Historic Budget makes the tough choices to protect taxpayers and the next generation
Madison – Governor Scott Walker today signed into law the 2011-13 budget which balances a $3.6 billion deficit without raising taxes and continues to support critical services, while promoting job growth and investing in education.
“Our balanced budget makes tough choices while providing a path to recovery and prosperity for our state and our people,” Governor Walker said. “Through honest budgeting, we are providing an alternative to the reckless tricks and gimmicks of the past.”
The Governor’s budget, without raising taxes, eliminates a $3.6 billion deficit and builds a platform for better budgets in the future. In doing so, it eliminates a deficit of nearly $650 for every man, woman and child in Wisconsin. Only seven states in the nation faced larger per capita deficits than Wisconsin.
“Just as any parent would dread leaving their kids in debt, it is the dream of every mother and father to leave their children a little better off, and that’s what our budget will do,” said Governor Walker.
The Governor’s budget protects taxpayers by implementing a true property tax freeze and promoting job growth. The property tax freeze will save the average homeowner over $700 dollars over the next two years.
The Governor said, “it’s my hope that due to this budget, thousands of Wisconsinites can breathe just a little bit easier and not worry about how they’re going to stay in the home they love.”
The budget also includes a manufacturing tax credit and capital gains tax credit aimed at creating jobs in Wisconsin.
The Governor’s budget is balanced without raising taxes while still maintaining important government services. The budget continues support for BadgerCare, Medical Assistance, and SeniorCare. It puts an additional $1.2 billion into the state’s Medicaid program. Nearly all new revenue the state receives over the next two years will go to the Department of Health Services. The budget fully funds the Well Woman Program which provided nearly 9,000 potentially life-saving screenings last year. It also builds on the transitional jobs program. The program helped provide jobs for 1930 people last year; in the Governor’s budget it will serve an additional 4300 Wisconsinites. And under the Governor’s budget more Wisconsin families will benefit from one of the nation’s most generous EITC programs than ever before.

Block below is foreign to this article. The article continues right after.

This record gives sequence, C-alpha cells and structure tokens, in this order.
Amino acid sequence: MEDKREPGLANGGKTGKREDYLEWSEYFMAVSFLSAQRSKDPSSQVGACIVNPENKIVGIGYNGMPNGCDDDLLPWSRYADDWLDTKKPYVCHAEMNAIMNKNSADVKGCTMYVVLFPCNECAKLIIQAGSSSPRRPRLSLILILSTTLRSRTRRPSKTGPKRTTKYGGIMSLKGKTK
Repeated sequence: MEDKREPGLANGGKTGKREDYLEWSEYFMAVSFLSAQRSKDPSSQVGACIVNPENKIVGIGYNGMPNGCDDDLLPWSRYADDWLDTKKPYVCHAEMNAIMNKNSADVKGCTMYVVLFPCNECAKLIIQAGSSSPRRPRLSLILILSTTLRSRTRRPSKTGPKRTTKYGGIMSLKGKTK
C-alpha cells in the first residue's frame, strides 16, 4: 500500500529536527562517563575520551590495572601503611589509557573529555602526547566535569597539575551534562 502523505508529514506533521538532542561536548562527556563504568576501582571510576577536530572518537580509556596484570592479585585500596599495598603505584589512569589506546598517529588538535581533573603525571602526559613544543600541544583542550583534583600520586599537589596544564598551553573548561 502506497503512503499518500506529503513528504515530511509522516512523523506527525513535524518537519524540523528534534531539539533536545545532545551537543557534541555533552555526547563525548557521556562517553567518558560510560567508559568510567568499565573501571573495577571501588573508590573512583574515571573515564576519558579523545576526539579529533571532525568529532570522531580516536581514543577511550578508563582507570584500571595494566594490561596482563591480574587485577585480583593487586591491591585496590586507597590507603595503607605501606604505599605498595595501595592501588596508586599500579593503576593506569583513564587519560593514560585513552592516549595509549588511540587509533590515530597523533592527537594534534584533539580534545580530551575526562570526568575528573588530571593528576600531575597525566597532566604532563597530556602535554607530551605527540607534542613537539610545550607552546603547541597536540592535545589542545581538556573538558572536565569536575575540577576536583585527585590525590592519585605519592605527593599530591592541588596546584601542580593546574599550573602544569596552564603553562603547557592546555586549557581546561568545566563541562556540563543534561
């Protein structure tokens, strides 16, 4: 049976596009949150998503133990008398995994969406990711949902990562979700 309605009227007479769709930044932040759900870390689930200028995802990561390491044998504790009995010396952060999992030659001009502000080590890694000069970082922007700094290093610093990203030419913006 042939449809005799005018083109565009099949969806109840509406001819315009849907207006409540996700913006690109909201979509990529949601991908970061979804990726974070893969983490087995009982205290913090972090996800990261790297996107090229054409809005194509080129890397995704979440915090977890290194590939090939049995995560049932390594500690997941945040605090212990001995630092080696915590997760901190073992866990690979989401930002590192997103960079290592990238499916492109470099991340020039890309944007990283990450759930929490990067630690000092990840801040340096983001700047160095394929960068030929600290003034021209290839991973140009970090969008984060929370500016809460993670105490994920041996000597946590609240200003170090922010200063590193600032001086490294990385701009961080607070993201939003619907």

The balanced budget also keeps public education as a top priority. Public K-12 schools are the single largest expenditure in the budget. The state will also begin a new statewide student information system which will allow for real-time state-wide data collection from schools on everything from course grades to attendance. The data system will allow for better tracking of students and better accountability metrics for teachers, administrators, and schools. The Governor’s budget also expands Choice and Charter schools.
“My two sons go to public schools, so I know first-hand how important our schools and our teachers are to shaping the next generation of Wisconsin leaders,” the Governor said.
In his budget remarks, the Governor also said that now is the time for Wisconsin to move forward together and continue to address the state’s challenges.
“We may disagree on the issue of the day, but we always find a way to unite and reach out when it means helping our neighbors in need; or leaving our children a better state than we inherited,” said Governor Scott Walker. “The recent debates in Madison found us spending too much time focused on our differences, rather than our similarities. But today we turn the page.”